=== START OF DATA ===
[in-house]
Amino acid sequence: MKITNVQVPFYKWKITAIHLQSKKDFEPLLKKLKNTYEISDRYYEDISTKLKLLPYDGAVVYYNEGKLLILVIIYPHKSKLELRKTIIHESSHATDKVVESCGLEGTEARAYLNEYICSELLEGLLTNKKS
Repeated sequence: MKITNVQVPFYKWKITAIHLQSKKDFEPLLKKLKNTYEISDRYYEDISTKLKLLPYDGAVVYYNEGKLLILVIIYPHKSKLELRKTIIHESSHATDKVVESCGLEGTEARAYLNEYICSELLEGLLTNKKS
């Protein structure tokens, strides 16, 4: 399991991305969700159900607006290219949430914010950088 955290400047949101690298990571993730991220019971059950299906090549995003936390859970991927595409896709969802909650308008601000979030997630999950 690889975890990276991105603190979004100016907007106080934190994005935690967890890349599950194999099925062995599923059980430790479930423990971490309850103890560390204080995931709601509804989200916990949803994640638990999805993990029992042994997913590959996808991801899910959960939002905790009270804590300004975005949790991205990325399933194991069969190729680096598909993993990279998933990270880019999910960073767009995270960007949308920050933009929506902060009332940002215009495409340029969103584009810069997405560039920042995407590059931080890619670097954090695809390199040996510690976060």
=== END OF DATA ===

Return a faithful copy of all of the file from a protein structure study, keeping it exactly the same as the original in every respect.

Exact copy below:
[in-house]
Amino acid sequence: MKITNVQVPFYKWKITAIHLQSKKDFEPLLKKLKNTYEISDRYYEDISTKLKLLPYDGAVVYYNEGKLLILVIIYPHKSKLELRKTIIHESSHATDKVVESCGLEGTEARAYLNEYICSELLEGLLTNKKS
Repeated sequence: MKITNVQVPFYKWKITAIHLQSKKDFEPLLKKLKNTYEISDRYYEDISTKLKLLPYDGAVVYYNEGKLLILVIIYPHKSKLELRKTIIHESSHATDKVVESCGLEGTEARAYLNEYICSELLEGLLTNKKS
């Protein structure tokens, strides 16, 4: 399991991305969700159900607006290219949430914010950088 955290400047949101690298990571993730991220019971059950299906090549995003936390859970991927595409896709969802909650308008601000979030997630999950 690889975890990276991105603190979004100016907007106080934190994005935690967890890349599950194999099925062995599923059980430790479930423990971490309850103890560390204080995931709601509804989200916990949803994640638990999805993990029992042994997913590959996808991801899910959960939002905790009270804590300004975005949790991205990325399933194991069969190729680096598909993993990279998933990270880019999910960073767009995270960007949308920050933009929506902060009332940002215009495409340029969103584009810069997405560039920042995407590059931080890619670097954090695809390199040996510690976060």